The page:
Secularism is increasing in the West. The Millennial generation, even in the USA (which is the most religious Western country), is disproportionately the least religious generation.
I was never a big fan of religion. It’s why I started this blog, to archive my notes (literally ὑπομνήματα or “hypomnemata”; “notes”, the underscore of this blog) and thoughts on the academic scholarship of why religion exists and persists.
Indeed, I want to go beyond just religion, and find out why people believe what they do, in spite of all of the evidence that might refute or contradict their beliefs. So this wave of secularism and its trend towards universal prominence should be a good thing to me right?
Religion isn’t some aberration. The seeds and ingredients that make us believe are baked into our cognition. This goes for the stellar community generating aspects as well as the insidious divisive parts. And it follows that, even though people are becoming less religious in the West, the constituent parts of religiosity, the things that made us religious in the first place, will persist. It’s these parts — completely and utterly inherent to our cognition — that makes religion terrible. Yet religion isn’t unique in its terribleness.
The vast majority of people neither convert nor deconvert from religion due to pure intellectual reasons. Most deconvert due to moral failings they see in their religion or their religious leaders. And this is a problem. Matthew said it best:
43 When an unclean spirit comes out of a man, it goes through arid places seeking rest and does not find it.
44 Then it says, ‘I will return to the house I left.’ When it arrives, it finds the house unoccupied, swept clean and put in order.
45 Then it goes and takes with it seven other spirits more wicked than itself, and they go in and live there. And the final condition of that man is worse than the first.
The short of it is this: Who cares if we’re becoming less religious when the irrationality that made us believe in the first place is still there? That same irrationality will lead us to replace the old fundamentalism with a new one.
I’ve written a few posts, not just explaining why people believe what they do, but what people might believe in the future; a future where Christianity (in the West) is a minority belief.
Removing The Unclean Spirit of Religion: Communities built around pseudoscience and woo will probably fill the void left by religion
Nature or Nature’s God: Any new “religion” will have both its nuanced version and its lowest common denominator version floating concurrently in the wider memespace; in the battle of ideas, the most popular ideas are optimized for virulence… not for truth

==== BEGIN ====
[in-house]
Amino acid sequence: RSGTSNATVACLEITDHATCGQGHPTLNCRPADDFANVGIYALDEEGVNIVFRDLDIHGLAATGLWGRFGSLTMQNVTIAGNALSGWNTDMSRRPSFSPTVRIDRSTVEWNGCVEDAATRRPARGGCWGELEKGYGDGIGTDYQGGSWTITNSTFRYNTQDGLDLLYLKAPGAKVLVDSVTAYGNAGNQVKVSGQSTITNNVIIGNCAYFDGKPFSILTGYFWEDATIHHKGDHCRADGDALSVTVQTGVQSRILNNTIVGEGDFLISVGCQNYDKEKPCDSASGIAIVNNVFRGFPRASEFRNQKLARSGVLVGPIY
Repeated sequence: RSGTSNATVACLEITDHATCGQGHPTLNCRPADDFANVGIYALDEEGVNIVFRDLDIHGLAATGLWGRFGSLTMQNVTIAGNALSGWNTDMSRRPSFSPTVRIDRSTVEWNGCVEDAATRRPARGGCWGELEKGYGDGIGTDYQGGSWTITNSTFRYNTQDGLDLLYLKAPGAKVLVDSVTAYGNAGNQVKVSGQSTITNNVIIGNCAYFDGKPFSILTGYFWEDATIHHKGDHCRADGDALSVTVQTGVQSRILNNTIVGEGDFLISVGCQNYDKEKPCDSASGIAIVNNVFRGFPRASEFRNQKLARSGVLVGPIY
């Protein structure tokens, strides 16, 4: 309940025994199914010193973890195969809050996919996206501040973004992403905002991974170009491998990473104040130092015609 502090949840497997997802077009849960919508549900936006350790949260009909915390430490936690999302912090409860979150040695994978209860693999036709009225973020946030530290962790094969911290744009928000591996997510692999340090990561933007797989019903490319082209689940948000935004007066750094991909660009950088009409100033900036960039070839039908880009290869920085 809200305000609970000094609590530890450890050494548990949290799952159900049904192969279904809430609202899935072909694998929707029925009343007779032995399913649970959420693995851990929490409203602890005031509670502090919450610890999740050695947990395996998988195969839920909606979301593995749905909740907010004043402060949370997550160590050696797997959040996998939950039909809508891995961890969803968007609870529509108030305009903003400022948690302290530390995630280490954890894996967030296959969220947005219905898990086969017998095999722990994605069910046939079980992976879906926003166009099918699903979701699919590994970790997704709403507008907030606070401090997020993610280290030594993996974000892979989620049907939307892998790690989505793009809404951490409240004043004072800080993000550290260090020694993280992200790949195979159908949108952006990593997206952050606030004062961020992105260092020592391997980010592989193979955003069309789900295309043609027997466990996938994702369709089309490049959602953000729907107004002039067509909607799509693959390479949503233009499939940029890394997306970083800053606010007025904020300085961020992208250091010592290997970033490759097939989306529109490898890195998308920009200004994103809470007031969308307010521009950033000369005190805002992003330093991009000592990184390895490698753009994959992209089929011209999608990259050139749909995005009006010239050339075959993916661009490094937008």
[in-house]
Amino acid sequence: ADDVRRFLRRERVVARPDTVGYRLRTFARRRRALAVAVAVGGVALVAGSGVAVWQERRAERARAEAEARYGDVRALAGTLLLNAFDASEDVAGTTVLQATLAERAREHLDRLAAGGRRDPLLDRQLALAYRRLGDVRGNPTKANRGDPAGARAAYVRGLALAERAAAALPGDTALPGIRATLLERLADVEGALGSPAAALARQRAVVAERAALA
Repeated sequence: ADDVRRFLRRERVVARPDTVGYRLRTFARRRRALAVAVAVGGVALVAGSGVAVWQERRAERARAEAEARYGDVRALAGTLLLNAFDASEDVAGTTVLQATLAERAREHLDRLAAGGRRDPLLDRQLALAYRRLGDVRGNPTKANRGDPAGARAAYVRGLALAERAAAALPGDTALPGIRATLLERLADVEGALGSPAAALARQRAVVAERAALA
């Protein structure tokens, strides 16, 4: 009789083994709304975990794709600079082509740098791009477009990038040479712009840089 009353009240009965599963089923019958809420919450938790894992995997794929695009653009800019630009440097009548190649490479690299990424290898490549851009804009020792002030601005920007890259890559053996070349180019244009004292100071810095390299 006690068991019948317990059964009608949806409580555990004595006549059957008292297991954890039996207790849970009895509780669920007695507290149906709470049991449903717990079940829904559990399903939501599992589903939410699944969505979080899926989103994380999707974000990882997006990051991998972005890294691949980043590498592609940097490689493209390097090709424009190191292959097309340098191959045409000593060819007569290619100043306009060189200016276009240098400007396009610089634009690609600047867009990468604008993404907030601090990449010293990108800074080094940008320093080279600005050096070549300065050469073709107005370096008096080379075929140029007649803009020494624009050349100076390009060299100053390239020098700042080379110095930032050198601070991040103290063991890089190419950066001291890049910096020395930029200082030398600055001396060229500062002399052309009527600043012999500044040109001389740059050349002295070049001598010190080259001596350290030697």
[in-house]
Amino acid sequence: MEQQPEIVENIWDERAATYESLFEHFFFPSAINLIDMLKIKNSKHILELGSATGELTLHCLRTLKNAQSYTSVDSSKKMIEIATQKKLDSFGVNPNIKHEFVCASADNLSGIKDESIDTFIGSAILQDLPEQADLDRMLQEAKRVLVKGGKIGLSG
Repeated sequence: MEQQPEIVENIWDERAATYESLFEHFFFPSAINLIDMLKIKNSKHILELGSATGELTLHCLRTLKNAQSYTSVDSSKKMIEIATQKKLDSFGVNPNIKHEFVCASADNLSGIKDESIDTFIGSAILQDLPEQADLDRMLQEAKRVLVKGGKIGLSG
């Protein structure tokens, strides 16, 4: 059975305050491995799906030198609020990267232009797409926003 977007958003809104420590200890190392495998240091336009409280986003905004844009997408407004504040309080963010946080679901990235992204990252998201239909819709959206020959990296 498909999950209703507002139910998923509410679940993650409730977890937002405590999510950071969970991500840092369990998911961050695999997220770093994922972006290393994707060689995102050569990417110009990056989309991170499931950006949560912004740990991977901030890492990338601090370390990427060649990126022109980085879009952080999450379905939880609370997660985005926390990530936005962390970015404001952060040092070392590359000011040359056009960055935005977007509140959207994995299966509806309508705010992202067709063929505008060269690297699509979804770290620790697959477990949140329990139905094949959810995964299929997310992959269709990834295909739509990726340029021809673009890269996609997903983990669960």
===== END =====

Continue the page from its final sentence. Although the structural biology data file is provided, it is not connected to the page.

“If I Think Really, Really Hard, I Can Get The Right Answer”: The average person’s brain is optimized for making friends and influencing people. Not figuring out what’s true. Thinking you can figure out what’s true without first getting the proper tools for figuring out what’s true is folly; thinking that you already have those tools is worse. You have to not only constantly use the tools, but be wary of using the tools improperly… like to support positions you initially arrived at for social reasons. Again, doing that is our default.
Truth vs. Morality; Rationality vs. Intuition: There will always be scientific truths that are made as a burnt offering on the altar of an ethical theory. Most moral or ethical theories have some facet of anti-epistemology by dint of tribalistic human nature. This tribalism usually manifests and calls their anti-epistemology Other Ways Of KnowingTM
Take all of these together, and what will most likely fill the void left by organized religion in the minds of Millennials and beyond will be something that is primarily an ethical theory. It will be good at building communities around itself and will be optimized for spreading, not optimized for truth.
The thing that will make it the new fundamentalism, just like the old fundamentalism, will be the tendency to demonize any scientific findings that might be weaponizable and used against the primary aims of the ethical theory. This will be especially true for any science that makes humanity seem no better or worse than other animals; these ethical theories that assume that we are outside of and beyond our animal cousins are always threatened by this science. If you can predict someone’s response to a scientific question using their ethics, then you are probably dealing with a nascent fundamentalist.
As I wrote before, a group that organizes on the premise of some social or moral cause (like religion), and is also defending “the truth”, will inevitably lead to terrible behavior akin to those horror stories that atheists like to blame on religion.
I have a feeling that this sort of thing will continue indefinitely: Old fundamentalisms replaced with their newer incarnations. The best we can do, as I wrote in Nature or Nature’s God, is to try to take advantage of our overwhelming need for tribalism and redirect it towards goals that both benefit humanity and don’t shy away from uncomfortable truths.